Disney History: Song of the South

Despite earning a seemingly permanent home in the famed "Disney Vault" due to its reliance on racial stereotypes to tell a story, Song of the South has an enduring legacy in Walt Disney World, even if many guests don't recognize the origin of some of Disney's most iconic elements. The Reconstruction Era film centers on Uncle Remus, a black man who is presumably a recently freed slave, telling stories to the children. Despite the fact that many celebrated period pieces rely on similar film devices to tell their stories, Disney tends to air on the side of caution when re-releasing its early works that were made in a much different cultural climate than we enjoy today. Song of the South turns 70 this year, so let's take a moment to consider some of the positive contributions from this film.

Song of the SouthSong of the South

As a film, Song of the South made several positive contributions. Drawing from Walt Disney's experience with The Alice Comedies in the 1920's, this was Disney's second feature film to combine live action and animation sequences. The techniques that the studio perfected here would be very instrumental in bring Walt's masterpiece Mary Poppins to life nearly 20 years later.

Initially, the film was well appreciated by the Academy of Motion Picture Arts & Sciences and James Baskett, who played Uncle Remus, earned a special Academy Award for his heartwarming portrayal. This was the first Disney movie for both Bobby Driscoll and Luana Patten, who were both considered for a special Academy Award for child actors for their work on the film, but the academy chose not to present such an award in 1947. Driscoll and Patten would go on to star in "So Dear to My Heart" and the "Pecos Bill" segment on the Melody Time feature release. Driscoll's most famous role for Disney was as the voice of Peter Pan.

Splash MountainSplash Mountain

Ironically, for a film that Disney has shelved with no intention of re-releasing, Song of the South enjoys a very prominent presence in the Disney parks. The last theatrical release of the film occurred on its 40th anniversary in 1986 and was used to promote the opening of Splash Mountain that would happen three years later in Disneyland. The attraction was so popular that it was recreated for Walt Disney World and Tokyo Disney, both with openings in 1992. Have you ever ridden through the 10 minute 41 second ride and wondered where the characters came from? Well, Br'er Fox, Br'er Rabbit, Br'er Bear, and friends come from the stories that Uncle Remus shares with the children. The animals on the showboat after the drop into The Laughing Place were rehomed from the shuttered America Sings attraction, but that's another story for another day. The attraction songs "How Do You Do?", "Everybody's Got a Laughing Place", and a Dapper Dan favorite "Zip-a-Dee-Doo-Dah" are all favorites from the film.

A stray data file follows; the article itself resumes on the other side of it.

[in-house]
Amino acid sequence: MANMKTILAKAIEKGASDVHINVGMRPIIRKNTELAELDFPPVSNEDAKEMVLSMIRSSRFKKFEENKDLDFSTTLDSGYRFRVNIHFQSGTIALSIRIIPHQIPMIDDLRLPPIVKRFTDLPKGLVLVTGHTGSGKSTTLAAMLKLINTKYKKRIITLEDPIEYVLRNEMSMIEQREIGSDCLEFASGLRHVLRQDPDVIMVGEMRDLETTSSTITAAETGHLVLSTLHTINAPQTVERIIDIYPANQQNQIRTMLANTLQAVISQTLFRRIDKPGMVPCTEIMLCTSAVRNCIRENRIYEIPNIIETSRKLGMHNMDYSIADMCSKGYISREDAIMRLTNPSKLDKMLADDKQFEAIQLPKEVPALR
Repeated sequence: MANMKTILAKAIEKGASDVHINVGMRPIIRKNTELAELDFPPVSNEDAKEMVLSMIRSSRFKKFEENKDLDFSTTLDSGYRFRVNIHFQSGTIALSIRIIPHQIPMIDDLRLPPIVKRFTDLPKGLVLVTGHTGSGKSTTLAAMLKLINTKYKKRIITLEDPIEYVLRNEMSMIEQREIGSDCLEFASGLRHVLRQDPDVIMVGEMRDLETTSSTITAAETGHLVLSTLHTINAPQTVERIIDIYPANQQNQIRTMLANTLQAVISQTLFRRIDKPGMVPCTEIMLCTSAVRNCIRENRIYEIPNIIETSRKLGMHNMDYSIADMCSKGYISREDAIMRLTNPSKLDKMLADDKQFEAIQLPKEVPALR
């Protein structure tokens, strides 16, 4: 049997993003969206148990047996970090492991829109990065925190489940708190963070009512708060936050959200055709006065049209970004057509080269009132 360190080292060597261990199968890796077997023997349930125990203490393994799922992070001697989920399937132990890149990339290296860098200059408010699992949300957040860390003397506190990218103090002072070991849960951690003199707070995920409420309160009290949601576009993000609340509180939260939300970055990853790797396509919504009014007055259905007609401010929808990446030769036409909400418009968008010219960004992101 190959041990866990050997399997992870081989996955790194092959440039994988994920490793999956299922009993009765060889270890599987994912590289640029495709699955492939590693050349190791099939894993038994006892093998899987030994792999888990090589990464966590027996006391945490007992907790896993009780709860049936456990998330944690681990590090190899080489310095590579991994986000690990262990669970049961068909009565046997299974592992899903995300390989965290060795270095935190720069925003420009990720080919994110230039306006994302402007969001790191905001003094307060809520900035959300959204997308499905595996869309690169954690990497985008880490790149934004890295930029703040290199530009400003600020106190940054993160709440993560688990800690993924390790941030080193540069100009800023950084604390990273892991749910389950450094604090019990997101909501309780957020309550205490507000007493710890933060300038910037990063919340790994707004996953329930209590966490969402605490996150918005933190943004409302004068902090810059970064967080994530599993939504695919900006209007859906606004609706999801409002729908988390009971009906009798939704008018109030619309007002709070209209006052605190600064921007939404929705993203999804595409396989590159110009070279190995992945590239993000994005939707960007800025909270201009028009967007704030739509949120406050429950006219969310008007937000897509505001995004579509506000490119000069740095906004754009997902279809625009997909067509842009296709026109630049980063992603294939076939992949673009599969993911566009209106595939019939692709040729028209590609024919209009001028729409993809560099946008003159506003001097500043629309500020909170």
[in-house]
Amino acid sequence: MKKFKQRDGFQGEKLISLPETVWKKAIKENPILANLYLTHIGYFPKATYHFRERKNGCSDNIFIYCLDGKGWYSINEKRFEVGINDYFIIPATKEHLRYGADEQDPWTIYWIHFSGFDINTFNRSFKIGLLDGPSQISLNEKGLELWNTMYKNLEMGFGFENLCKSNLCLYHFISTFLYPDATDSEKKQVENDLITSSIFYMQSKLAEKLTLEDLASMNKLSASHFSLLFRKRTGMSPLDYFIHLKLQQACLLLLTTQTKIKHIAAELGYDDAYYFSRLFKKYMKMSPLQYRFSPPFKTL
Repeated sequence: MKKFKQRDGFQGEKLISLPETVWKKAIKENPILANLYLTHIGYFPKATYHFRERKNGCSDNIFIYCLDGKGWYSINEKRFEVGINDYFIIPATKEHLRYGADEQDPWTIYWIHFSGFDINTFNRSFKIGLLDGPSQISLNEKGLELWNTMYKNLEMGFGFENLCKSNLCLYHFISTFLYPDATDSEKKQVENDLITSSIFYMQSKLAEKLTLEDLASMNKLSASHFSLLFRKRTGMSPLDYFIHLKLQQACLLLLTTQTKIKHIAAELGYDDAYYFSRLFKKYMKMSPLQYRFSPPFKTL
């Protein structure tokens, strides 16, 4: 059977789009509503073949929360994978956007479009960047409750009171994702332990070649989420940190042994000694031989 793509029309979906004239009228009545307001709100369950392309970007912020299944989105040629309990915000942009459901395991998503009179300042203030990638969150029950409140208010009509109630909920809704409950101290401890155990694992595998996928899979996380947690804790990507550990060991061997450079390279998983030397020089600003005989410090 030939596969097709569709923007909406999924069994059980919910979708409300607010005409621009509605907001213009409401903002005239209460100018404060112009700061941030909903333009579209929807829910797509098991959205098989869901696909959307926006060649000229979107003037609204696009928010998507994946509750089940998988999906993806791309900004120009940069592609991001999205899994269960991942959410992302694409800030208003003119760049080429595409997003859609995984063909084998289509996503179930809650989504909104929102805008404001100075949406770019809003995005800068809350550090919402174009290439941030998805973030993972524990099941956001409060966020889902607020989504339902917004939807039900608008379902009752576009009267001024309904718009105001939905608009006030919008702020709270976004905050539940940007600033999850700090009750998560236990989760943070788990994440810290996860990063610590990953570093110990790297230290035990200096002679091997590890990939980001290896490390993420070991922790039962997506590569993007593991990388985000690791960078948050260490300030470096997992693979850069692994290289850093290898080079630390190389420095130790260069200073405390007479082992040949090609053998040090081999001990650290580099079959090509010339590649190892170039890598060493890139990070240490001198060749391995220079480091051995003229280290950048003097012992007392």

Zip-a-dee Lady Showboat Inside Splash MountainZip-a-dee Lady Showboat Inside Splash Mountain

This year marks 30 years since Song of the South has been commercially or theatrically available, much to the dismay of many fans that it remember it fondly from their childhood. But times change and sometimes its easier for a big corporation like Disney to lock a movie away in the vault rather than fight against its naysayers. If you have the rare opportunity to view this piece of Disney and American history, I highly encourage you to take advantage of it. But you won't find it in your Netflix queue anytime soon.

A big thanks goes out to Guest Author Holly L. for sharing a little bit of her knowledge of Disney History with us. If you'd like to read more about Holly's Disney Adventures, you can find her sharing on our member forum.

Jon Stallings wrote on Tue, 08/16/2016 - 18:57:

Jon Stallings's picture

This one of our families favorite rides. I remember the movie and hearing the Uncle Remus stories in school. - Granted my perspective is different but I wish they could re-release the film.

ScottFL wrote on Wed, 08/17/2016 - 20:36:

ScottFL's picture

A couple of years ago I came across the film on you-tube. Watched most of it (hadn't seen it since I was a kid in the 70's). Have to say, not one of my favorite Disney movies.

Post new comment

The content of this field is kept private and will not be shown publicly. If you have a Gravatar account associated with the e-mail address you provide, it will be used to display your avatar.

More information about formatting options